Your vagus nerve is the prime component of the parasympathetic nervous system which regulates your “rest-and-digest” or “tend-and-befriend” responses. On the flip side, to maintain homeostasis, your sympathetic nervous system drives your “fight-or-flight” stress responses.

Although the new study doesn’t focus on the vagus nerve, the researchers found that high-risk choices are accompanied by rapid and subtle physiological changes that send direct feedback on changes in heart rate to the brain. When someone is tuned-in to these visceral sensations, he or she can make important decisions in rapid-fire succession without necessarily being able to quickly articulate the logical rationale behind specific choices.

To find out the extent to which their hypothesis was correct, the researchers tested interoceptive abilities of financial traders against those of non-trader control subjects. These traders worked for a hedge fund that was engaged in high-frequency trading, which typically involves the rapid buying and selling of futures contracts within seconds or a matter of minutes.

This type of trading requires the ability to assimilate large amounts of information flowing through news feeds, to rapidly recognize price patterns, and then make large and risky decisions with split-second timing. This niche of the financial markets is particularly ruthless. In typical Darwinian fashion, unsuccessful traders who are unprofitable to the fund don’t survive very long as traders.

This particular study took place during the Eurozone crisis, which was a particularly volatile and topsy-turvy financial period. Throughout the experiment, the researchers measured individual differences in each trader's capacity to detect subtle changes in the physiological state of their bodies by means of heartbeat detection.

The researchers found that the crème de la crème traders performed significantly better at the heart rate detection tasks when compared to the control group. Even within the group of successful traders, those who were better at the heart rate detection tasks also performed better at trading and generated greater profit margins.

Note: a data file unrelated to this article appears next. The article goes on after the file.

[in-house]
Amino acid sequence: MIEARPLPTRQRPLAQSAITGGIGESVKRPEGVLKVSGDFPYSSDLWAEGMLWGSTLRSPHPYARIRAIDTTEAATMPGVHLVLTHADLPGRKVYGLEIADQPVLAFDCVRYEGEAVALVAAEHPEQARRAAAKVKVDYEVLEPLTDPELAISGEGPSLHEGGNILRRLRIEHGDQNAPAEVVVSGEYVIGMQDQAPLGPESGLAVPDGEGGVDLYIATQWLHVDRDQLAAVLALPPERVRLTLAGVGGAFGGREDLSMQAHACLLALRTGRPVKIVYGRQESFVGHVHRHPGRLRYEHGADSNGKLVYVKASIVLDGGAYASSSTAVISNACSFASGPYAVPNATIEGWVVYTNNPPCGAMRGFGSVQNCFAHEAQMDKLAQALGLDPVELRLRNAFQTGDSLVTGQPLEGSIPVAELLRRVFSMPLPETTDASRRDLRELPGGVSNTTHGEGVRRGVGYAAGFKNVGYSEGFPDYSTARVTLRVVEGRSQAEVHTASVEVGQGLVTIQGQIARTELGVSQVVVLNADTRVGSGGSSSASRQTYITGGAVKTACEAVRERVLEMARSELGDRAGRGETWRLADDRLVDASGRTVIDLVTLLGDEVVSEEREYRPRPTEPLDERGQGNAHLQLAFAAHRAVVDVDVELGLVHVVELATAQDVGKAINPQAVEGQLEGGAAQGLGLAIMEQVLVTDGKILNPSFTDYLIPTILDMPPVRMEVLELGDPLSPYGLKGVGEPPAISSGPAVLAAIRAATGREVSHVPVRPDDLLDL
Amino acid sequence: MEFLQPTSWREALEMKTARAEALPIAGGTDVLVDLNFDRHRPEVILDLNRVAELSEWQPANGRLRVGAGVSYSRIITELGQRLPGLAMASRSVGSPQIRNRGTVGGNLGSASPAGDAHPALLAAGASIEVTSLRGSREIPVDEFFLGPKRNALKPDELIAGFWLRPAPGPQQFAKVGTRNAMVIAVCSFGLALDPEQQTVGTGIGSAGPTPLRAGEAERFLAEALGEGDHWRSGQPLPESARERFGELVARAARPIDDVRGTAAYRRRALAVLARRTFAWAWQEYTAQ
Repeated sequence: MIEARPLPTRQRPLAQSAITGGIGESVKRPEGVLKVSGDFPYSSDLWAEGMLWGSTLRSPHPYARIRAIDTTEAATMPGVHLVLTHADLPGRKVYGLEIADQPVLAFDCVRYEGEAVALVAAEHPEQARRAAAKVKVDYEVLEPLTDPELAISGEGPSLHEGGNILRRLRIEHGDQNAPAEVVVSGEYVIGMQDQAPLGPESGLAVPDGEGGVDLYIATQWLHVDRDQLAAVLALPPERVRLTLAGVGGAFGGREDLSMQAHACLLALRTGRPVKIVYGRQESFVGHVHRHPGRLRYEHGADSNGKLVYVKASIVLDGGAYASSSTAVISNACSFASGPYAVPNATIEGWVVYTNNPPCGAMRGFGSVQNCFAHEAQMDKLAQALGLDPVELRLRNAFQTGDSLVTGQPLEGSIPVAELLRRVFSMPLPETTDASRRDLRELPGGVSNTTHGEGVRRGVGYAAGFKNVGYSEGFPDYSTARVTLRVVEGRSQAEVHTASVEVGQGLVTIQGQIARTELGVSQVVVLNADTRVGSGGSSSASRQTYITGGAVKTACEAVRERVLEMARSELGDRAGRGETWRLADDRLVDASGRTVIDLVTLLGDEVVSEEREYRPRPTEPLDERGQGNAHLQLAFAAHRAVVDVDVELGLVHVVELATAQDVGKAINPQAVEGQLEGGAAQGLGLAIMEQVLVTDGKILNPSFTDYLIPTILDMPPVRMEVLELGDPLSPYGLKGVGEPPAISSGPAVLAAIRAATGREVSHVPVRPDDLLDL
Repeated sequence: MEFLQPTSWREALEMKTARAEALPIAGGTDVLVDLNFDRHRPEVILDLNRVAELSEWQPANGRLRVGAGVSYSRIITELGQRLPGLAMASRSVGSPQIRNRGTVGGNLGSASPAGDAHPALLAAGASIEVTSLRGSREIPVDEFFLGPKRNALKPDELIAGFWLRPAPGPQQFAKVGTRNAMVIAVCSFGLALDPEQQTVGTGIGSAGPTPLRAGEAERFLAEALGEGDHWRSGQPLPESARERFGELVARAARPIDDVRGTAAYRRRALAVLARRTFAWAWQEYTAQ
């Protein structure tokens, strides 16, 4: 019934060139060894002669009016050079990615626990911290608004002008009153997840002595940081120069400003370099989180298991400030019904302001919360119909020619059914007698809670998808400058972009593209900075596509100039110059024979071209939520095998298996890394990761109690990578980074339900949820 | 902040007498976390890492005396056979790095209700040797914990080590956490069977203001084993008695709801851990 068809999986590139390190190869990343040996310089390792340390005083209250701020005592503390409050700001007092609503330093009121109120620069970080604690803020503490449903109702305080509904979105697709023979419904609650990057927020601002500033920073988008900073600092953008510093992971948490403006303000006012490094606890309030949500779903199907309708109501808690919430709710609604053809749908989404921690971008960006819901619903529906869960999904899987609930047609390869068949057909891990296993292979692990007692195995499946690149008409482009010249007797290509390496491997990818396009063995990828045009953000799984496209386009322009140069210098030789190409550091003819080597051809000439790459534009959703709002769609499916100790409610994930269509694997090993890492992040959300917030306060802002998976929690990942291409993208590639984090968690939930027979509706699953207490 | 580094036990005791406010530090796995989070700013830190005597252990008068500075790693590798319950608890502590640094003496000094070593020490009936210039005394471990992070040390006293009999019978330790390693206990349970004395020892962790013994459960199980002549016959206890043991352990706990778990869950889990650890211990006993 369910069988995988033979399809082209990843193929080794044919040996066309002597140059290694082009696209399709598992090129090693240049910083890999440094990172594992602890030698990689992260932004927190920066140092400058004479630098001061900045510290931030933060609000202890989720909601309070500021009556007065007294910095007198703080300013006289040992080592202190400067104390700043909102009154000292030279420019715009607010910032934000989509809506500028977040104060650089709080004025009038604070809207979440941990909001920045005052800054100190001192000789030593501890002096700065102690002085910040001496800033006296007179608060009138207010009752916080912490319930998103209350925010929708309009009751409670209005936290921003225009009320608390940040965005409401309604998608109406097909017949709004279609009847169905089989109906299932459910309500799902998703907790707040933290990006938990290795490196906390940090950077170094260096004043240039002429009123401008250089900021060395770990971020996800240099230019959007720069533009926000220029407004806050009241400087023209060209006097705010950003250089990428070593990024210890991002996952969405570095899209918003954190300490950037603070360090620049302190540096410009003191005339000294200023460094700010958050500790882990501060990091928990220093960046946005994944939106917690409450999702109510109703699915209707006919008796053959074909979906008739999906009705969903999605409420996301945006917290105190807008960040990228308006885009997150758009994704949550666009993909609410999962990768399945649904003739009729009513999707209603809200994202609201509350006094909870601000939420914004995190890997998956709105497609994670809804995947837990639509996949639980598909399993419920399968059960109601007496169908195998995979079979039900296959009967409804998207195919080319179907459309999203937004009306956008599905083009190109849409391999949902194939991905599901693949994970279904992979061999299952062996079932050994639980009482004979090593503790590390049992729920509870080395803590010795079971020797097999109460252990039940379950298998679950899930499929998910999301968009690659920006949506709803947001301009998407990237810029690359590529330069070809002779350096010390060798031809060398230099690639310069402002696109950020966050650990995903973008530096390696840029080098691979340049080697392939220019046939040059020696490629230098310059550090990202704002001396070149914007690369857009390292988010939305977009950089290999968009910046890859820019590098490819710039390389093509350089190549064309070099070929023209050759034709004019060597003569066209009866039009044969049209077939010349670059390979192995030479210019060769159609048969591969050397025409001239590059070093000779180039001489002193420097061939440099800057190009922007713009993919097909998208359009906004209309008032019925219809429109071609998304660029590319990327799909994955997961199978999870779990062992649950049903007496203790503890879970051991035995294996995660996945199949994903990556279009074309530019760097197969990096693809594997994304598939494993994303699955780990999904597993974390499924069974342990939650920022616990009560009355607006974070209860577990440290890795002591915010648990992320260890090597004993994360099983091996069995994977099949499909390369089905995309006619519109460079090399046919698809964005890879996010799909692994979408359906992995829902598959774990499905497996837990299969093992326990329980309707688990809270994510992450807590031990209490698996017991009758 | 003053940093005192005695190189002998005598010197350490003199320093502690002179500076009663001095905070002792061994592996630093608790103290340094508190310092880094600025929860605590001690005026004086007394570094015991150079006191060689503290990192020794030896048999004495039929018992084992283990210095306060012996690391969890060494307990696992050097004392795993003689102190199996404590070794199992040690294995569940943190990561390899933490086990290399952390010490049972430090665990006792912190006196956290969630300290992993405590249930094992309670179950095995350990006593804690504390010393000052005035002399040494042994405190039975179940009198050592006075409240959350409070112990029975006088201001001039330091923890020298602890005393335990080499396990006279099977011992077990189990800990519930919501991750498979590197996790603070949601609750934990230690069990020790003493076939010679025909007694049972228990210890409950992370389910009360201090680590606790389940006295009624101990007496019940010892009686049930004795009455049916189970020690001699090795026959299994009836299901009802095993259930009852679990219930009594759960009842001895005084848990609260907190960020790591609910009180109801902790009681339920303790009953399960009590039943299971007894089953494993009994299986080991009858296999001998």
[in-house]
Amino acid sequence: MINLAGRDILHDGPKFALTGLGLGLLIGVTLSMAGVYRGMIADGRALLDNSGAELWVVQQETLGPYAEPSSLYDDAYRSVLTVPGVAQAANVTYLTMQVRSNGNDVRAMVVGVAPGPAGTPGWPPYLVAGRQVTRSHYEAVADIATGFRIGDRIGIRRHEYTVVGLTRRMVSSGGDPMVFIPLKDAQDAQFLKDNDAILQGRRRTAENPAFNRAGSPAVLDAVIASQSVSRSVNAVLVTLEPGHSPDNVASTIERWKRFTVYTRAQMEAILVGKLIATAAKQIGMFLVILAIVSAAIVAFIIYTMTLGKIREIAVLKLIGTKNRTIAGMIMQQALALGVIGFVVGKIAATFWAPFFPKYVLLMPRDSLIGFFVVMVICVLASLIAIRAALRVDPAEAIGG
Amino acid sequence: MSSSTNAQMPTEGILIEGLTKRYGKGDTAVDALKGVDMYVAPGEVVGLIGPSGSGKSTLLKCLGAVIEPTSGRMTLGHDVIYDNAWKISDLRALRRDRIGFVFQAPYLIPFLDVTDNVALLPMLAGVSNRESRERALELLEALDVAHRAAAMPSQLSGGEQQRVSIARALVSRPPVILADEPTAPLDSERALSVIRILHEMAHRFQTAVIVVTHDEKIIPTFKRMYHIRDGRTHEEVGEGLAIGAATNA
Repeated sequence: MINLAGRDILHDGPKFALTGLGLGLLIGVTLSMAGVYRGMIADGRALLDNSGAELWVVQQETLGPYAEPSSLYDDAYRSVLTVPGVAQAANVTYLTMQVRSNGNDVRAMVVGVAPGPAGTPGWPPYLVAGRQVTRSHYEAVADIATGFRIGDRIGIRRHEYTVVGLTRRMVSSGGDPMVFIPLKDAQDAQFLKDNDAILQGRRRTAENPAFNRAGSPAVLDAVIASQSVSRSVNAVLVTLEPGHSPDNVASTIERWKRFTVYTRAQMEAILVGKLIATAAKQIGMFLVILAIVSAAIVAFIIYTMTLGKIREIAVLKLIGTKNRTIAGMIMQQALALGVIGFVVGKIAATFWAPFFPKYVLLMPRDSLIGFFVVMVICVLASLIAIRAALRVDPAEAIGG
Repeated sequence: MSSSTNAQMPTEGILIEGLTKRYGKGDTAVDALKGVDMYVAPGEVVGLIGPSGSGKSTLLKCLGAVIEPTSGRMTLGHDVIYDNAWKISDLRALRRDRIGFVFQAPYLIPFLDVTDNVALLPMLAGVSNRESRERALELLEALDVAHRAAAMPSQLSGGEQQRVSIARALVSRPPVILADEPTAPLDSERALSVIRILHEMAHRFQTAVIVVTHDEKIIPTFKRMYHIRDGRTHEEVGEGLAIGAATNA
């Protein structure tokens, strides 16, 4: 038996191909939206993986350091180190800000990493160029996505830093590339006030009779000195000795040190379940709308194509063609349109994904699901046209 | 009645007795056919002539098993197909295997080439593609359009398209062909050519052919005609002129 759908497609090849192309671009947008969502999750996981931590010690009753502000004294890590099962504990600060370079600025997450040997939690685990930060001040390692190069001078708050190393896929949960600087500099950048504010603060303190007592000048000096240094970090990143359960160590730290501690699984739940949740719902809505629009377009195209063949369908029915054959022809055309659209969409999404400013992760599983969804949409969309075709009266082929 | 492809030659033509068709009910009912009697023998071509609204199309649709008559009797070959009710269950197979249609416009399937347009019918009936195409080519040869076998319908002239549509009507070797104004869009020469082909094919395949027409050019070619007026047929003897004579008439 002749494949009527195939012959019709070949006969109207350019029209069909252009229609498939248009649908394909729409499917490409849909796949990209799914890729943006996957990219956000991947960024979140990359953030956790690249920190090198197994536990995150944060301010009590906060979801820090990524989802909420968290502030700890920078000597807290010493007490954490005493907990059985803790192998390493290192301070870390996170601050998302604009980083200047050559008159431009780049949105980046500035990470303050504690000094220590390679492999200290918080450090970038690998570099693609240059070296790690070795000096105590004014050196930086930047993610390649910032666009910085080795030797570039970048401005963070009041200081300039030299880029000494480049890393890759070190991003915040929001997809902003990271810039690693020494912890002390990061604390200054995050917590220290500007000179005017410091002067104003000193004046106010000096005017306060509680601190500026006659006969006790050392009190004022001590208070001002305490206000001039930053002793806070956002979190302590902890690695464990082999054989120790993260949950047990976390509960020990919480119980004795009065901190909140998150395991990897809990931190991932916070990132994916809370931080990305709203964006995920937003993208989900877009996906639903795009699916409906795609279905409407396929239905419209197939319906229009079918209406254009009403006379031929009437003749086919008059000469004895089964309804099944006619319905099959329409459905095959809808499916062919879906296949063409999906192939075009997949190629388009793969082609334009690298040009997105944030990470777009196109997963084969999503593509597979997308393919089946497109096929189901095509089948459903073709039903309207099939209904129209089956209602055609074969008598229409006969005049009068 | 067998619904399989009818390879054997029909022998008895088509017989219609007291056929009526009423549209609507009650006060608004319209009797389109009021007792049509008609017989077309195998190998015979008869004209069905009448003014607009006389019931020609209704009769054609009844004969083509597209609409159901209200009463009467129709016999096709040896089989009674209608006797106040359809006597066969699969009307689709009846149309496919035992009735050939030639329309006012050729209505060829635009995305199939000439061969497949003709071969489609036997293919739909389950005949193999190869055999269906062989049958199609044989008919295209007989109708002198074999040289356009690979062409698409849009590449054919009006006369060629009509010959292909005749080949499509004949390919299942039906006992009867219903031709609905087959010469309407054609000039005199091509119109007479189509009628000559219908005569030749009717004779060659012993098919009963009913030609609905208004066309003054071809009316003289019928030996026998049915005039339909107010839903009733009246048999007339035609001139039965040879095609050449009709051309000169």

In fact, an individual's interoceptive ability could be used to predict how many years they would survive in the dog-eat-dog world of financial trading. In a statement, Dr. John Coates, a former research fellow in neuroscience and finance at the University of Cambridge, who also used to run a trading desk on Wall Street, said,

"Traders in the financial world often speak of the importance of gut feelings for choosing profitable trades—they select from a range of possible trades the one that just 'feels right.’ Our findings suggest they're right—they manage to read real and valuable physiological trading signals, even if they are unaware they are doing so."

Conclusions: Trusting Your Gut Feelings Has Wide-Ranging Benefits

The authors of the current study believe that in the world of financial trading, as in many other stressful professions, the seasoned pros are successful and have longevity in large part because they are sensitive to interoceptive sensations and gut feelings. This allows them to stay calm, cool, and collected. By intuitively tuning in to the vagus nerve and maintaining healthy vagal tone, high-risk traders who trust their gut tend to have more grace under pressure than skittish rookies.

"A large part of a trader's success and survival seems to be linked to their physiology. Such a finding has profound implications for how we understand financial markets," adds Dr. Mark Gurnell from the Wellcome Trust-Medical Research Council Institute of Metabolic Science at the University of Cambridge.

"In economics and finance most models analyze conscious reasoning and are based on psychology," Coates concluded. "We're looking instead at risk takers' physiology—how good are they at sensing signals from their viscera? We should refocus on the body, or more exactly the interaction between body and brain. Medics find this obvious; economists don't."

To read more on this topic, check out these Psychology Today blog posts: 

© 2016 Christopher Bergland. All rights reserved.